Pedal power: What you need to know about investing in an e-bike

‘When I replace a car journey now I do feel a bit smug with my drastically lower carbon footprint’

Before we got an electric bike I wrongly assumed they would be tricky and were only for very confident cyclists.

When we finally invested last year it was not an impulse buy.

My partner had been watching the e-bike market for years and I became convinced when I saw how well the in-laws in France got on with theirs. We were quite specific – we wanted a utility, or city, bike that felt substantial with a seat on the back for a child.

In 2018 we had splashed out on a Workcycle FR8 bike from the Dutch bike shop (they have since moved to Navan where you can visit their yard), which allowed us to ferry the kids around, but they were bigger now and heavier, and we felt if we had a bike with a motor we might use the car less.


After much research online we settled on a RadRunner Plus.

This is from an American company and was voted the number one for reliability and price from a brilliant e-bike guru type called Ryan Johnson.

They don't have any stores in Ireland. There is one in Utrecht, so all of our purchases were made online.

Demand soared for e-bikes during Covid and this model was sold out for most of 2021 so when it became available last November we were ready and she arrived one month later. Ideally, we would have got one each but they are a big investment.

I had also looked at the VanMoof, a trendy looking bike from the Netherlands, which would have been more of a "niparound". If my kids were younger, and I was richer, I would invest in an electric "bakfiet" – box bike in Dutch.

The Rothar bike shop in Phibsboro in Dublin's northside has the Belgium made Achielle Ferre in stock, with the box in front, and another cargo option, the Italian made Bicicapace, which has a long tail for kids to go on the back. Owner Anne Bedos says they will take 6-8 weeks and 3-4 months respectively to arrive.

Manoeuvring the bike to work scheme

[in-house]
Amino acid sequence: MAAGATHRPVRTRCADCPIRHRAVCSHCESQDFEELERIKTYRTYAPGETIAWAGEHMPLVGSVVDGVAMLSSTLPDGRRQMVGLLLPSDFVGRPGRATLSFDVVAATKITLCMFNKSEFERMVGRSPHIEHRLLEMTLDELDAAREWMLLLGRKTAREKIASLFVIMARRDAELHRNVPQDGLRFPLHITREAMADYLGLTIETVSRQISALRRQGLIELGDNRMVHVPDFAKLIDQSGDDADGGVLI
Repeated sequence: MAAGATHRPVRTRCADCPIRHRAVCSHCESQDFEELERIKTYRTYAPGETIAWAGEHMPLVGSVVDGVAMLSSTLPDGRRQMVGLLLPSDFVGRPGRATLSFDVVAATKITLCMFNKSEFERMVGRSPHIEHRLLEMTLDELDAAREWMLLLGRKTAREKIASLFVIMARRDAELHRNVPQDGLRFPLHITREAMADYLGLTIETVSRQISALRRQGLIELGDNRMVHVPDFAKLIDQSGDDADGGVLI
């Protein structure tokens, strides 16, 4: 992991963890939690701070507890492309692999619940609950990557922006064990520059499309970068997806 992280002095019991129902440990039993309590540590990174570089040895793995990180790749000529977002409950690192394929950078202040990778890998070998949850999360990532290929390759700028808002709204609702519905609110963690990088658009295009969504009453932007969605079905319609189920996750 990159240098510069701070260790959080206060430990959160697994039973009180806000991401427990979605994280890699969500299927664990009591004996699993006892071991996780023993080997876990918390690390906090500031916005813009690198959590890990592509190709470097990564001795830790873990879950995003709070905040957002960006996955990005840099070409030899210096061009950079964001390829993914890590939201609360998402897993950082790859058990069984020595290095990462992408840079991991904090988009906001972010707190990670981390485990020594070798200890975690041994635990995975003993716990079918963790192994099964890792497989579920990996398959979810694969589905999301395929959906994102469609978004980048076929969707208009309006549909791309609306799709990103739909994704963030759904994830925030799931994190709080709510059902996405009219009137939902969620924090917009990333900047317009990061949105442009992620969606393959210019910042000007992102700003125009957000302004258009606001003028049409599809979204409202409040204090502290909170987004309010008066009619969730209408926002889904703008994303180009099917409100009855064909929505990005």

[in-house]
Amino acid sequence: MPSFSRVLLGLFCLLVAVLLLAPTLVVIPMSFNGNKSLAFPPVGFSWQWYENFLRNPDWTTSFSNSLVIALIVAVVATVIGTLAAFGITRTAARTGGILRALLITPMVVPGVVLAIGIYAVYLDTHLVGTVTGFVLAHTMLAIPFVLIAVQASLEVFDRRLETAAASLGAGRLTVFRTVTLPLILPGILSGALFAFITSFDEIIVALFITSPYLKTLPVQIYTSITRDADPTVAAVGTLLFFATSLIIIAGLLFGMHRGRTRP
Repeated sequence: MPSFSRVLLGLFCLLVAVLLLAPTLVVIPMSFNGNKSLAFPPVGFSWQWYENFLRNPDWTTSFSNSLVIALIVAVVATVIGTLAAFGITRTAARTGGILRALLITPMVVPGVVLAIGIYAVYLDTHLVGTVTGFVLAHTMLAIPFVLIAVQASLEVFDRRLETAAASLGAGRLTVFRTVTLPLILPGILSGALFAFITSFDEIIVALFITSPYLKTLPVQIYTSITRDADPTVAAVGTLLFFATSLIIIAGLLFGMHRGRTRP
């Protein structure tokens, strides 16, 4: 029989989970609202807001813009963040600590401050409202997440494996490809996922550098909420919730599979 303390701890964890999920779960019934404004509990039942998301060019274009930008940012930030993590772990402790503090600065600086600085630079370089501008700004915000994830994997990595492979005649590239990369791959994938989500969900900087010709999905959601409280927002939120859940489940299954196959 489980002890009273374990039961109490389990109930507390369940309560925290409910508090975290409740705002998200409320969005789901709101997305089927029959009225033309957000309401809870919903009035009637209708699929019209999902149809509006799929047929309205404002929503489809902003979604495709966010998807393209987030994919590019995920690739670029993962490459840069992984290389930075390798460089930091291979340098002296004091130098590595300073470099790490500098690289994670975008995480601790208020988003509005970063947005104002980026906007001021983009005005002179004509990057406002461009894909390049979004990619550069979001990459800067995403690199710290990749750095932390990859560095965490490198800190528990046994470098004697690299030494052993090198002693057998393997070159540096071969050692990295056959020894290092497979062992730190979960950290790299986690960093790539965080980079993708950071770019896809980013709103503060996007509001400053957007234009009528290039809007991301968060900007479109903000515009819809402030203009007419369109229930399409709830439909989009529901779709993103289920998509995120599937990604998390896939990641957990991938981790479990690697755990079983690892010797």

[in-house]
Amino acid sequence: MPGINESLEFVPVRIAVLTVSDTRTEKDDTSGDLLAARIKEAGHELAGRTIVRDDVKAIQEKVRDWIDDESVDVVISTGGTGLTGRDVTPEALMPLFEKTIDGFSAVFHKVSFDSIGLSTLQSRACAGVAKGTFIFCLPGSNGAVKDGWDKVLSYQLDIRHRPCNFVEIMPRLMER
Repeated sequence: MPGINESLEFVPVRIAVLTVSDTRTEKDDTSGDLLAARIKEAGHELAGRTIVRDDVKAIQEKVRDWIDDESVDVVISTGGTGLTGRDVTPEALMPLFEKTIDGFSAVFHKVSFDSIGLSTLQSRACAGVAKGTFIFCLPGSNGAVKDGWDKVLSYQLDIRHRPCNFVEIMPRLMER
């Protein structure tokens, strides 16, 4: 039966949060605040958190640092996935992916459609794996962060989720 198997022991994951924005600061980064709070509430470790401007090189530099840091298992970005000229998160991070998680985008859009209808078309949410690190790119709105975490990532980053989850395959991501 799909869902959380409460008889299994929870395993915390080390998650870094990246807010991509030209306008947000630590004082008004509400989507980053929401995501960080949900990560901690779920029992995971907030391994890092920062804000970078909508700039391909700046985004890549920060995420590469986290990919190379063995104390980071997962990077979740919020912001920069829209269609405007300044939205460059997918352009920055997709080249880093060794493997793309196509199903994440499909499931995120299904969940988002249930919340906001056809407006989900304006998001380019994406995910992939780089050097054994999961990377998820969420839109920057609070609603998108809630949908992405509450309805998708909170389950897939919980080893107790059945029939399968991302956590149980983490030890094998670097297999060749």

My partner would be using the bike to travel to work meetings – I would also do this as what stopped me cycling to work meetings before was the fear of arriving sweaty-betty style – so we bought it on the bike to work scheme.

The limit is €1,500 and as ours cost €1,799, with no add ons, it was a little complicated.

I work freelance and because my partner works for a smaller employer they had no experience of the scheme. However, with help from the company’s accountant they were able to work it so he was eligible.

Also, it turned out Rad Runner had some experience with the scheme.

We contacted a salesperson who helped us separate the cost into two invoices, the €1,500 one was paid by my partner’s employer – he repays them over a year (the maximum time). This is pre-tax so we save 40 per cent, and we paid the €450 balance.

This included our add ons – a seat and passenger bars, a carrier on the front for luggage and a phone holder.

Assembly time

If you buy on the internet you have to, to some extent, put the e-bike together yourself. Whereas if you buy from a shop they will do this for you, as well as offer advice and check-ups.

It arrived in one huge box 85 per cent assembled; we needed to put on the front wheel, handle bars and fenders.

The tools were included and the electric bits you might be anxious about were complete.

My partner loves tinkering with bolts so he happily put it together in 2½ hours. There are links to two very precise videos to follow.

There is a charger that comes with it which plugs into the wall and you can take the battery off and plug it in directly.

We charge it once a week. This takes four hours to give about a 70km range.

Zooming around

I was a bit scared at first, only cycling around the block, but, essentially, if you can cycle you can ride an e-bike.

There are five levels of pedal assist and level two is the speed I feel most comfortable with.

Research shows you still get your heart rate up, but it’s a very pleasant experience, especially gliding up hills. There is a small clicker called “the throttle” which you nudge and this gives you a boost when setting off. The tires are wide enough to go over potholes but compact so you can nip around easily.

I feel nervous leaving it anywhere. I’ve noticed more car parks have spaces for electric bikes – such as Drury Street car park in Dublin – but this is not widespread yet.

At 65lb it is difficult to cycle without the motor on, so you really don’t want to run out of power.

There is a display box that tells you how many kilometres you have, but my partner did get stranded in Dún Laoghaire 9km away and had to be saved with the car.

On any bike I am nervous in busy traffic, or of people stepping out, so I have ordered a Loud Bicycle horn, which sounds like a car.

Fuel economy

Electric bikes cost almost nothing to run: 5 cents to charge for 80km.

We are getting great use – on average 40km a week. Last week it was used for work meetings, to return library books, to drop our son at football practice and to his weekend match 10km away, and one night we went out for dinner and I sat on the back.

A litre of petrol costs €1.90 and covers about 12.4km, so that’s about €7 weekly we save on fuel and there is no parking fee.

Any savings are very welcome these days and the e-bike has really made us consider our car use.

When I replace a car journey now I do feel a bit smug with my drastically lower carbon footprint.

You can use the bike to work scheme every four years so we will definitely get another one then.